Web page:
After testing more than 3,000 formulas over a 10-year period, Shell Aviation submitted its candidate fuel to the FAA for consideration as a fleet-wide, unleaded avgas replacement in July. Company officials at EAA AirVenture were optimistic about the Piston Aviation Fuels Initiative’s plan to have a replacement in place by 2018 but acknowledged that there are many challenges to overcome in the next four years.
What the FAA, fuel industry, and aviation industry are trying to do—certify an unleaded fuel that will work in all piston engines in the general aviation fleet and come as close to the specifications as leaded avgas as possible to minimize operational limitations—has never been done before.
“It’s never been done before, but everyone wants this to succeed,” said Michael Sargeant, Shell Aviation’s unleaded avgas commercial leader. “Everyone needs this to succeed.”
The FAA is currently reviewing nine candidate fuels submitted from five groups: Afton Chemical Company; Avgas LLC; Shell; Swift Fuels; and a consortium made up of BP, TOTAL, and Hjelmco. Shell Global Technical Manager of Aviation Fuels Robert Midgley said the FAA will be judging the fuel properties of each candidate against 21 specifications that are key to ensuring a fuel is safe for aircraft engines.
Of critical importance, Midgley said, is taking what has been learned from 90-plus years of experience flying with avgas, and making sure the new fuel is as close to the historical norm as possible. And, he explained, it’s more difficult than just removing the lead.
“It’s not that easy,” he said, adding that if had been easy, lead would have been removed from avgas 20 or 30 years ago. “It’s not just the octane,” he said, but the “other 20 specs are important.”
Midgley said that Shell’s fuel meets 19 of the 21 specifications and is close to meeting the remaining two: final boiling point and energy density. Shell has performed numerous engine bench tests with the fuel and flown with it in a Piper Saratoga. The company said will begin more extensive flight testing later this summer, but tests so far show that the fuel has the same detonation and performance characteristics as leaded avgas.
Sargeant was quick to point out that Shell, or any other fuel supplier, can’t bring an unleaded product to market alone. “The key to bring any fuel to market,” he said, is a “collaborative space,” that includes testing support and historical data from engine and aircraft manufactures, aviation groups, and the FAA.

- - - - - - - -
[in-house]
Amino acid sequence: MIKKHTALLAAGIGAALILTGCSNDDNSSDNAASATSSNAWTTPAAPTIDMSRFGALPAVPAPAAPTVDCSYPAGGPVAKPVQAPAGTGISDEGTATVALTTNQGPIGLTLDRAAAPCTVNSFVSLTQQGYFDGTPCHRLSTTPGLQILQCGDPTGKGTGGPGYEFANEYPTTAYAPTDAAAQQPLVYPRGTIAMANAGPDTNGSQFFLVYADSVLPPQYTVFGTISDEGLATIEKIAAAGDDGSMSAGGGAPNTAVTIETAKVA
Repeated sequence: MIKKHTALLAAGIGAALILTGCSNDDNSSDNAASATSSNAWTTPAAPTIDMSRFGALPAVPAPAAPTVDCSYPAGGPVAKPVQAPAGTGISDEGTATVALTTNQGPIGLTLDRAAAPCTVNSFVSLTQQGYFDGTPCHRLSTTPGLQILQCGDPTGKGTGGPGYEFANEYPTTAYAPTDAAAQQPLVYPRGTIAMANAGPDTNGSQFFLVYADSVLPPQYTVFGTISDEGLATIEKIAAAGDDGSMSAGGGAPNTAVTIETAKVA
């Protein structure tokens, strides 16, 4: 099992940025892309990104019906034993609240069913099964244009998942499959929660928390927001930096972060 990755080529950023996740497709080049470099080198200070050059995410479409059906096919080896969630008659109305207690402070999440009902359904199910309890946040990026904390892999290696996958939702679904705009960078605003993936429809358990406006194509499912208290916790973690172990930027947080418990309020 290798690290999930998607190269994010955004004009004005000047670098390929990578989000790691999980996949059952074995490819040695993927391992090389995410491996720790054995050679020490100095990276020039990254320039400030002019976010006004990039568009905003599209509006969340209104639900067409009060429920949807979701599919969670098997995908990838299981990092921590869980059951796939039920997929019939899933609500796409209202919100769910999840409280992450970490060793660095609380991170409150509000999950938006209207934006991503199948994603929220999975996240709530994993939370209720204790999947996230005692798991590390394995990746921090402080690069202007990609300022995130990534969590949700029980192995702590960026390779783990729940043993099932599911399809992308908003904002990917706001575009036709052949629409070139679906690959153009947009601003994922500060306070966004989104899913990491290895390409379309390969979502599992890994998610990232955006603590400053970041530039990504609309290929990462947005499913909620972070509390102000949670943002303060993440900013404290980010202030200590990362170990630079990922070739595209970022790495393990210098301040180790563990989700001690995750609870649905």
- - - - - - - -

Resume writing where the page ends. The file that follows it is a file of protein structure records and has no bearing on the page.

That’s where the PAFI steering group comes in. The group includes the FAA, AOPA and other aviation advocacy groups, and the American Petroleum Institute. Through PAFI the government and aviation and fuels industries will work to create tests for the fuels that will lead to data needed for the fleet-wide approval of the fuel or fuels with the least impact on the existing fleet.
“Without that PAFI process, it would be impossible to bring a fuel to market,” said Midgley. “It’s really turning the process 180 degrees.” Historically, the FAA has certified engines to run on certain fuels. But through this process, the FAA’s goal is to have a new fuel work in existing piston engines.
Since PAFI was created, Midgley said that he is starting to see the aviation industry switch gears and really step up to participate in the process—beyond the testing support Continental, Lycoming, and some aircraft manufacturers have already been doing with Shell.
In September, the candidate fuels will begin testing at the FAA’s Williams J. Hughes Technical Center near Atlantic City, New Jersey.
Many pilots are concerned about what the replacement fuel will cost. While it is impossible to estimate a final cost because of the multiple factors that make up the cost of a fuel—the components in the formula, distribution infrastructure, taxes and fees, etc.—Midgley said that a replacement is “unlikely to be cheaper … at least not significantly cheaper.” He explained that from a component standpoint, what is going into the unleaded fuel costs about the same as the components that go into leaded avgas. However, the component cost is a “small portion” of the overall cost of the fuel.
The new fuel also could enjoy a larger market than leaded avgas. Midgley pointed out that would be good news for the light sport aircraft industry. LSA engines don’t like the lead in avgas, but they also shouldn’t run on gasoline from the pump that has ethanol in it. A lead-free, ethanol-free aviation fuel would be beneficial to that market.
Beyond ensuring the right fuel is put into the aircraft and checking it for contamination, many pilots don’t give the fuel running through their aircraft’s engine a second thought, yet it is the one provision in an aircraft that is not duplicated and does not have a failsafe, said Midgley, who earned his pilot certificate in Europe.
The reliability and safety leaded avgas has offered aviation over the years is worth celebrating, he said. “The industry as a whole can take a pat on the back.”
And that’s the bar the fuel companies are aiming to meet with the fuel replacement. “We as an industry need to make sure it is intrinsically safe when it goes in the aircraft,” Midgley said. “At the moment, we worry about that so you don’t.”